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Archive Notes - October 2009


Full Faculty Meeting, Oct. 29, 2009

Budget Update.

We have two major issues:
1. How we make permanent the $6 million or so in recurring deficit with which we started this year?
2. How do we manage the current year reduction based upon a $90 million cut to the System?

Second issue first:
Chancellor
Zimpher has a task force made up of 5 Presidents, several Provosts and
VPs for Finance, which is analyzing the best way to handle the current
year reduction. Provost Madden serves on that small task force. No
decision has been made but discussions indicate that our campus will be
responsible for something less than the $1.5 million we would normally
be called upon to return. But deliberations are on-going. The Provost
reports back to the Cabinet on a routine basis, and VP Lewis has been
listening in on the conference call.

As to the need to reduce
our recurring budget by $6 million: as I last reported we have
identified slightly over $5 million, largely through continuing many of
the reductions in place this year, holding positions vacant, moving
some costs to appropriate fees, reducing most OTPS, expense, budgets.
Some things could not be continued for another year, such as our
computer replacement fund and some purchases of academic equipment.

The remaining $1 million will need to come from:

  • Some administrative reorganization.
    Working
    with the Deans we believe that we can create a different administrative
    structure in some areas which will save us many thousands of dollars.
  • Some curricular changes
    The Provost is exploring some proposals to make changes in our curriculum which might save us tens of thousands of dollars.
  • I
    have just announced a voluntary severance package whereby those
    employees on contracts through the State, might leave the College no
    sooner than April 1, 2010, with incentives which might include
    guarantees of future part-time employment or payment of a one-time
    financial incentive.
  • Depending on the success of these actions,
    we may need to reduce more positions. In this we have several options,
    which we will pursue in this order as is necessary to close our budget
    gap:
    • Continue to freeze most vacant positions
    • Cancel temporary service contracts, where possible, according to work rules
    • Non-renew individuals as contracts come up, again according to work rules
    • And
      lastly, eliminate programs with lay-offs and retrenchment for the
      affected employees, again according to the appropriate contractual
      stipulations and processes


Consequently,
whether or not we need to cancel contracts, non-renew individuals, or
eliminate programs depends on our ability to close the permanent budget
gap with the other tools I have outlined. At this juncture, nothing is
off the table and we are looking to see what other options we may have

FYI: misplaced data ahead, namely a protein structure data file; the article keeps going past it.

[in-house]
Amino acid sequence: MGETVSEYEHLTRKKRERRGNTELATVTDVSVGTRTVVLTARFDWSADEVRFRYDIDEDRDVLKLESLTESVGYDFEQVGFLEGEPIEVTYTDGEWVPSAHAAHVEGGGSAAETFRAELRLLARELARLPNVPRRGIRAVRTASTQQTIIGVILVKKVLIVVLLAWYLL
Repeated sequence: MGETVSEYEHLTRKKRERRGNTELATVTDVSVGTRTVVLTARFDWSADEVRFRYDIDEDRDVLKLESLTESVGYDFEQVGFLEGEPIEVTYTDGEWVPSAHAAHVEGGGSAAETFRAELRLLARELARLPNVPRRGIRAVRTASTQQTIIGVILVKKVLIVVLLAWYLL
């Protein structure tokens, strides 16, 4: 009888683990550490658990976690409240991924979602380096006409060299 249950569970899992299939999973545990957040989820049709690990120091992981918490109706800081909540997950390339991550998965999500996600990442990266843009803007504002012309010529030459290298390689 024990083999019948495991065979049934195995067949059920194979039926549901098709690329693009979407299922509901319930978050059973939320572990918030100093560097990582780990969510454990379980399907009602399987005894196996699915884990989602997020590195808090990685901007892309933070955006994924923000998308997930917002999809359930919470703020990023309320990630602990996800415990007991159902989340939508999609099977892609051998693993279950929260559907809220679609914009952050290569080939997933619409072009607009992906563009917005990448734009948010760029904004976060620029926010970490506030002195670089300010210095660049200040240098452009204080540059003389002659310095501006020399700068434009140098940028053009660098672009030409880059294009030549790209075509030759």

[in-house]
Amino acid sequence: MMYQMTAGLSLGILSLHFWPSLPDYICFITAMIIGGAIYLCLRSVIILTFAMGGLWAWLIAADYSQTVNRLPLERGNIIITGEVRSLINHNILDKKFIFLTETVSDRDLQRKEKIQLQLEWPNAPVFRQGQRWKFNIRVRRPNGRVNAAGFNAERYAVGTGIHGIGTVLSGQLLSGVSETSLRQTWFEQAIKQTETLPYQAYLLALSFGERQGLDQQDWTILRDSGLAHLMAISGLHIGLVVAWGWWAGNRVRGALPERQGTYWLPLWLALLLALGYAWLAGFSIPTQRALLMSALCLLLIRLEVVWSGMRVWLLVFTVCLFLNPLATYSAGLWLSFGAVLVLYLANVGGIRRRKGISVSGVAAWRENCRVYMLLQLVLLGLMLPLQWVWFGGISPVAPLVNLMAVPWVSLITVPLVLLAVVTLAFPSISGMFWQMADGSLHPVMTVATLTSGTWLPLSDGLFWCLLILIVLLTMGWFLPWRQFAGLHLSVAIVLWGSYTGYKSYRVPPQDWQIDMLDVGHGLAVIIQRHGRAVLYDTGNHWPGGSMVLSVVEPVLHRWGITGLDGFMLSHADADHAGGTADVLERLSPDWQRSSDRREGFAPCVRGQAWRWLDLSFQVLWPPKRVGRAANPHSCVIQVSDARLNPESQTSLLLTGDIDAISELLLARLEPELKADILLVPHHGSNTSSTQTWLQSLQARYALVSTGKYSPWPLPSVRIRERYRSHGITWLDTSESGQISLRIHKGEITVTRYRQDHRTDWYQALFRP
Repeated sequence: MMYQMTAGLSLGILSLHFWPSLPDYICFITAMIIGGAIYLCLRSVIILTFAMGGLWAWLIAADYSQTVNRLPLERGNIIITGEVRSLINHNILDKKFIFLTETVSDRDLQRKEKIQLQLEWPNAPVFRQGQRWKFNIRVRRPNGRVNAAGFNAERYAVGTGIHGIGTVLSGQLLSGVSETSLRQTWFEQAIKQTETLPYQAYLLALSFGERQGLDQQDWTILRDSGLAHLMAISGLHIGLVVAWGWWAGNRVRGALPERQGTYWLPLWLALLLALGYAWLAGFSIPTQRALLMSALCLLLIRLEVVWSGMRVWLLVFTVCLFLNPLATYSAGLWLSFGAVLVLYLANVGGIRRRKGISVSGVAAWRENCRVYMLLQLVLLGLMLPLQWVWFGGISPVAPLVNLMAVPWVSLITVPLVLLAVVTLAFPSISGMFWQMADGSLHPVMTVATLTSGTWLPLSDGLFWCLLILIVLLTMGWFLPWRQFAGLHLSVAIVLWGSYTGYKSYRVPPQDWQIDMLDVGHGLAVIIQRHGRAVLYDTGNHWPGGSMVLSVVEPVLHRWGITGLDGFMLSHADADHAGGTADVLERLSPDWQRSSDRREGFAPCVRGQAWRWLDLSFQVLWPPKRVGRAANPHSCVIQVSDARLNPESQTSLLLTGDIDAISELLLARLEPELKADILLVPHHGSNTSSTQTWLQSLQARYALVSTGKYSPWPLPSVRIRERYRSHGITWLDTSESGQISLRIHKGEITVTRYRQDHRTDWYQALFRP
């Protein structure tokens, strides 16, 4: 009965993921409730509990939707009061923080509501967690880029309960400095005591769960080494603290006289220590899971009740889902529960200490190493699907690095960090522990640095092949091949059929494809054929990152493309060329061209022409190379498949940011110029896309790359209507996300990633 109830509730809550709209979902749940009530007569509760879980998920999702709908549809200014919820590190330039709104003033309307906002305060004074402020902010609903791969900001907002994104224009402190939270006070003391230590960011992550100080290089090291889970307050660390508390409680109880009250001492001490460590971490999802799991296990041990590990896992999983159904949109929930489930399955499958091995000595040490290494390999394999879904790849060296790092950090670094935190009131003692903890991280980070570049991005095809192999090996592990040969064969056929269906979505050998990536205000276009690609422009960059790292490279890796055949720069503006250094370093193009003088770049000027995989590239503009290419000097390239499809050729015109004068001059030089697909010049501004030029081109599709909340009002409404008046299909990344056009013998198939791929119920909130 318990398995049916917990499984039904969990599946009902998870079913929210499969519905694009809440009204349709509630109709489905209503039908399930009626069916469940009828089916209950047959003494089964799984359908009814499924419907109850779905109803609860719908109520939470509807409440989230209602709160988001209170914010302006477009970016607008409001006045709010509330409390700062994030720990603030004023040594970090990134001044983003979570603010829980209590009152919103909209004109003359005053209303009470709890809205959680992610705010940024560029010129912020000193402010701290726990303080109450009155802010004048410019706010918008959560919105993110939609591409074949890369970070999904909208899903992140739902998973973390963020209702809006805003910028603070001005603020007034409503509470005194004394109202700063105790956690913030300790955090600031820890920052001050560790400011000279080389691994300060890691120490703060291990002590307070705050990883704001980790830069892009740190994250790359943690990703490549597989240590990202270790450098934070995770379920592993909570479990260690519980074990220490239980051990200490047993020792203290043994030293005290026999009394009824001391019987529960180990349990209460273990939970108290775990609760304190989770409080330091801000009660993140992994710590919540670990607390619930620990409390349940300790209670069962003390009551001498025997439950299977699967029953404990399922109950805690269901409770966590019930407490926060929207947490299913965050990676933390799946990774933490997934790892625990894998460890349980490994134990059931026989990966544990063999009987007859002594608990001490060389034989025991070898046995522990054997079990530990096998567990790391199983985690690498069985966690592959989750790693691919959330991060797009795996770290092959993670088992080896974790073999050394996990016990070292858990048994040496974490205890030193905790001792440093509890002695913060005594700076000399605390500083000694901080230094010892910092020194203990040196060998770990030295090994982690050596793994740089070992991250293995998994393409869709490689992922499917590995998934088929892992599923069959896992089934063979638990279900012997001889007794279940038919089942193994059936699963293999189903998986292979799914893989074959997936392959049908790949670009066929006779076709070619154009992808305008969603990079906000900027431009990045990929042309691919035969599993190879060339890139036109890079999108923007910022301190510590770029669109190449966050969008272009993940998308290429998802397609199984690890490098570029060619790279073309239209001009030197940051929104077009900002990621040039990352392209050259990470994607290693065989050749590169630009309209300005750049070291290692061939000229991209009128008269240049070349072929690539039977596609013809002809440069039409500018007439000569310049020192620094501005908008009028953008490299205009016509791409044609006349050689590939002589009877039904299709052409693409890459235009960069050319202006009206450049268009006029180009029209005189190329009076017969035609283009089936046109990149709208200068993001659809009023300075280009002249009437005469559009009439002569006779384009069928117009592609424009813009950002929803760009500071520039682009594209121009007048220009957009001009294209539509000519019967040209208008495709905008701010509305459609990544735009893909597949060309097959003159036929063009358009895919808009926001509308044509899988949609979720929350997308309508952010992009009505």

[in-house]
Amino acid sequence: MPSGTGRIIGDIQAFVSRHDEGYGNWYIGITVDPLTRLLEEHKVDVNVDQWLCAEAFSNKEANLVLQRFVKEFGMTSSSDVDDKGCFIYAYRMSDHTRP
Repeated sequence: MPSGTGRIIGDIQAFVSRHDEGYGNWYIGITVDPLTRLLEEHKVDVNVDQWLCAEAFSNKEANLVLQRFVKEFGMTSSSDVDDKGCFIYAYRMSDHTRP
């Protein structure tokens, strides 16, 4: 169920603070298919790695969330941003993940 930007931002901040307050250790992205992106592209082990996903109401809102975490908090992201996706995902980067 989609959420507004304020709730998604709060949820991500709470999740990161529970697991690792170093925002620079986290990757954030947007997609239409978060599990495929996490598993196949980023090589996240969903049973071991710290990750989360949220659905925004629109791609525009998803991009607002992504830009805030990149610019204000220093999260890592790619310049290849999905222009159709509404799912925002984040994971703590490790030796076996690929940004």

to pursue. The elimination of programs requires the permission of the
Chancellor and she has not indicated whether she will even accept such
proposals. Consequently, we have not made any such requests to the
Chancellor. She has indicated that this is a topic which her task
force will consider. Even if permission is given, the process takes at
least two months and no announcements can be made until the very end.


If
we can increase our revenues, through increased enrollment, for
example, we will have more leeway than if we continue to have a
relatively stagnant enrollment. This may not alleviate our need to
continue to reduce expenditures, but it will certainly place us in a
more comfortable financial position. Increased enrollment in the
graduate program is especially needed. Each additional in-state
graduate student brings in just under $9,000 annually in tuition and
fees. Faculty members are encouraged to assist in any way they can in
their departmental recruiting. We are attempting to improve our
marketing of graduate programs, and have made great strides in the
mechanics of the graduate admissions process.


Similarly, faculty
should take an active role in helping the undergraduate recruiting by
working with Admissions as they contact prospective students. And
lastly, retention is extremely important, since it costs us far less to
retain a student than to recruit a new one. A five percent improvement
in retention brings in $375,000.


The financial condition of the
state is perilous. When the state catches a cold SUNY gets pneumonia.
I do not foresee an improvement in the state?s economic climate for
years to come. We can lobby to have the state return the tuition
increase from last year, and we can seek some administrative rule
changes which will help SUNY deal with these perturbations in state
funding. But these are mid-term projects and offer little or no
immediate relief.


To conclude, we have developed a plan to
address the budget problems. The extent to which we need to look at
non-renewal or program elimination depends upon the degree to which we
can permanently solve our budget gap with less draconian actions.
Because the non-renewal of contracts and program elimination are
subject to extensive rules and regulations, I am not at liberty to
discuss any aspect of them. I sincerely hope that we will not need to
take those actions, but as I have said previously, they must remain
options given the dire circumstances in which we find ourselves.